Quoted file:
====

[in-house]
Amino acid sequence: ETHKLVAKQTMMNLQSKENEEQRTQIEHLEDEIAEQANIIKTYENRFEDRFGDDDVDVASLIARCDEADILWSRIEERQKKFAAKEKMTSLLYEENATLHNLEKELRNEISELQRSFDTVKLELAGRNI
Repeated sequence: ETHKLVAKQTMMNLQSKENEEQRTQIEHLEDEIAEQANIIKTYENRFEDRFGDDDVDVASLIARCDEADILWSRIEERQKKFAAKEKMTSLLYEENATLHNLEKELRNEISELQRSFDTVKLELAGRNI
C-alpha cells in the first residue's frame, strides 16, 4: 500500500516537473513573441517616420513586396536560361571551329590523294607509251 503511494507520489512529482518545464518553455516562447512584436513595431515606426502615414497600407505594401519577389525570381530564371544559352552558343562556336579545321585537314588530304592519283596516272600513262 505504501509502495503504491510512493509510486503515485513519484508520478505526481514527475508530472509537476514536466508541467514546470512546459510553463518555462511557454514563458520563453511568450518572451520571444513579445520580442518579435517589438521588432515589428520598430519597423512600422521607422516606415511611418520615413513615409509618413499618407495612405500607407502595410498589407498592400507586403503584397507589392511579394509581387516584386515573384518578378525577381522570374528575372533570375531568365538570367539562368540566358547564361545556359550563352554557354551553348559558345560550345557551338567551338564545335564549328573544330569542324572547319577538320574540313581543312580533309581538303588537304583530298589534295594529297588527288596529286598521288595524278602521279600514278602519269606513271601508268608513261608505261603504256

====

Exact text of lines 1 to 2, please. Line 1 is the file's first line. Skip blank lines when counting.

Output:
[in-house]
Amino acid sequence: ETHKLVAKQTMMNLQSKENEEQRTQIEHLEDEIAEQANIIKTYENRFEDRFGDDDVDVASLIARCDEADILWSRIEERQKKFAAKEKMTSLLYEENATLHNLEKELRNEISELQRSFDTVKLELAGRNI